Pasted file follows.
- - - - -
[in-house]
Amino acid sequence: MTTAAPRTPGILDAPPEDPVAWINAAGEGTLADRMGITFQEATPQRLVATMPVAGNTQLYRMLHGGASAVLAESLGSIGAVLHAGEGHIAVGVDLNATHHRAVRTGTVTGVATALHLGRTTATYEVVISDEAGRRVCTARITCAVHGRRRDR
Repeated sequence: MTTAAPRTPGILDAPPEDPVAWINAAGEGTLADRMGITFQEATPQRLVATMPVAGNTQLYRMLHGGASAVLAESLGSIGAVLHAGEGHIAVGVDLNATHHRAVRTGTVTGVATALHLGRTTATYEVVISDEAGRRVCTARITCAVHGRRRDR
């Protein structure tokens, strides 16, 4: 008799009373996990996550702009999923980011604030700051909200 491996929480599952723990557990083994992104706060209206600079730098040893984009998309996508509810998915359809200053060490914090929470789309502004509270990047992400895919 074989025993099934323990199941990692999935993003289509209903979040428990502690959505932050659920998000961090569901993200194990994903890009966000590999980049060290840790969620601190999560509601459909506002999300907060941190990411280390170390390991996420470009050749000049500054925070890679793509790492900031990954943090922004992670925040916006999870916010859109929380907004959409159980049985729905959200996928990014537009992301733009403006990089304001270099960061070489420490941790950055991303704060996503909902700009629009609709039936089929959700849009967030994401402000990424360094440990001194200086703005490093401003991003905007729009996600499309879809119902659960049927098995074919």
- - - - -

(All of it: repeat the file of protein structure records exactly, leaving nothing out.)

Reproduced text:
[in-house]
Amino acid sequence: MTTAAPRTPGILDAPPEDPVAWINAAGEGTLADRMGITFQEATPQRLVATMPVAGNTQLYRMLHGGASAVLAESLGSIGAVLHAGEGHIAVGVDLNATHHRAVRTGTVTGVATALHLGRTTATYEVVISDEAGRRVCTARITCAVHGRRRDR
Repeated sequence: MTTAAPRTPGILDAPPEDPVAWINAAGEGTLADRMGITFQEATPQRLVATMPVAGNTQLYRMLHGGASAVLAESLGSIGAVLHAGEGHIAVGVDLNATHHRAVRTGTVTGVATALHLGRTTATYEVVISDEAGRRVCTARITCAVHGRRRDR
């Protein structure tokens, strides 16, 4: 008799009373996990996550702009999923980011604030700051909200 491996929480599952723990557990083994992104706060209206600079730098040893984009998309996508509810998915359809200053060490914090929470789309502004509270990047992400895919 074989025993099934323990199941990692999935993003289509209903979040428990502690959505932050659920998000961090569901993200194990994903890009966000590999980049060290840790969620601190999560509601459909506002999300907060941190990411280390170390390991996420470009050749000049500054925070890679793509790492900031990954943090922004992670925040916006999870916010859109929380907004959409159980049985729905959200996928990014537009992301733009403006990089304001270099960061070489420490941790950055991303704060996503909902700009629009609709039936089929959700849009967030994401402000990424360094440990001194200086703005490093401003991003905007729009996600499309879809119902659960049927098995074919």